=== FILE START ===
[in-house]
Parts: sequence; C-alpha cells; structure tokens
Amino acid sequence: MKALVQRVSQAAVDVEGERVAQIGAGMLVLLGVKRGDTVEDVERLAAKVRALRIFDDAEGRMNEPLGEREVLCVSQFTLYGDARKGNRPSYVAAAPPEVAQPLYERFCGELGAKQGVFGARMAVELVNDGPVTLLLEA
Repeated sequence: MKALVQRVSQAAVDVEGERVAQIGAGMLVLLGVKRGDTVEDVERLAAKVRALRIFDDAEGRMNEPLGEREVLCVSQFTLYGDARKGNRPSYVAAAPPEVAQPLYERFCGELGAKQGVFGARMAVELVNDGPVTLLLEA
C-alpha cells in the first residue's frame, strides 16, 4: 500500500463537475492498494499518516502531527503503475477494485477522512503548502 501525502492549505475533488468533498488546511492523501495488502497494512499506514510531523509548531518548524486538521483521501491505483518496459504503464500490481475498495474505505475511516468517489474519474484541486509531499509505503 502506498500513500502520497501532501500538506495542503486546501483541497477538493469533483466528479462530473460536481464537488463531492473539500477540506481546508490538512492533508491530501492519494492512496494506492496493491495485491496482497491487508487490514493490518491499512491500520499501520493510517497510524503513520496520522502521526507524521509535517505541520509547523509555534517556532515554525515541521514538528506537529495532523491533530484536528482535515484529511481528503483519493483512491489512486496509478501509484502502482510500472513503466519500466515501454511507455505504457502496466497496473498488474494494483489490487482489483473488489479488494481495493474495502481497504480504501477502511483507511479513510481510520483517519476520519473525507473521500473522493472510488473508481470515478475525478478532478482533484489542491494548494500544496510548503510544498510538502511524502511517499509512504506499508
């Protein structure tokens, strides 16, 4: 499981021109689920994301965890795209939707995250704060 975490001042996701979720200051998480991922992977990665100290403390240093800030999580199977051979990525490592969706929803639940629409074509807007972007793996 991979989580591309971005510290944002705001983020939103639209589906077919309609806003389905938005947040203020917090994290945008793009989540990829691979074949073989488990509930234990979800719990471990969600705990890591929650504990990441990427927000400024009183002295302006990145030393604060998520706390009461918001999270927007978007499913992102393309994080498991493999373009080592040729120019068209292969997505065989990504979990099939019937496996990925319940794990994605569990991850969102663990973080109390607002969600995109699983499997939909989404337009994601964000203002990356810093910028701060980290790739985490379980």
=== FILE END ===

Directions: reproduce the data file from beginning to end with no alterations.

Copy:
[in-house]
Parts: sequence; C-alpha cells; structure tokens
Amino acid sequence: MKALVQRVSQAAVDVEGERVAQIGAGMLVLLGVKRGDTVEDVERLAAKVRALRIFDDAEGRMNEPLGEREVLCVSQFTLYGDARKGNRPSYVAAAPPEVAQPLYERFCGELGAKQGVFGARMAVELVNDGPVTLLLEA
Repeated sequence: MKALVQRVSQAAVDVEGERVAQIGAGMLVLLGVKRGDTVEDVERLAAKVRALRIFDDAEGRMNEPLGEREVLCVSQFTLYGDARKGNRPSYVAAAPPEVAQPLYERFCGELGAKQGVFGARMAVELVNDGPVTLLLEA
C-alpha cells in the first residue's frame, strides 16, 4: 500500500463537475492498494499518516502531527503503475477494485477522512503548502 501525502492549505475533488468533498488546511492523501495488502497494512499506514510531523509548531518548524486538521483521501491505483518496459504503464500490481475498495474505505475511516468517489474519474484541486509531499509505503 502506498500513500502520497501532501500538506495542503486546501483541497477538493469533483466528479462530473460536481464537488463531492473539500477540506481546508490538512492533508491530501492519494492512496494506492496493491495485491496482497491487508487490514493490518491499512491500520499501520493510517497510524503513520496520522502521526507524521509535517505541520509547523509555534517556532515554525515541521514538528506537529495532523491533530484536528482535515484529511481528503483519493483512491489512486496509478501509484502502482510500472513503466519500466515501454511507455505504457502496466497496473498488474494494483489490487482489483473488489479488494481495493474495502481497504480504501477502511483507511479513510481510520483517519476520519473525507473521500473522493472510488473508481470515478475525478478532478482533484489542491494548494500544496510548503510544498510538502511524502511517499509512504506499508
């Protein structure tokens, strides 16, 4: 499981021109689920994301965890795209939707995250704060 975490001042996701979720200051998480991922992977990665100290403390240093800030999580199977051979990525490592969706929803639940629409074509807007972007793996 991979989580591309971005510290944002705001983020939103639209589906077919309609806003389905938005947040203020917090994290945008793009989540990829691979074949073989488990509930234990979800719990471990969600705990890591929650504990990441990427927000400024009183002295302006990145030393604060998520706390009461918001999270927007978007499913992102393309994080498991493999373009080592040729120019068209292969997505065989990504979990099939019937496996990925319940794990994605569990991850969102663990973080109390607002969600995109699983499997939909989404337009994601964000203002990356810093910028701060980290790739985490379980």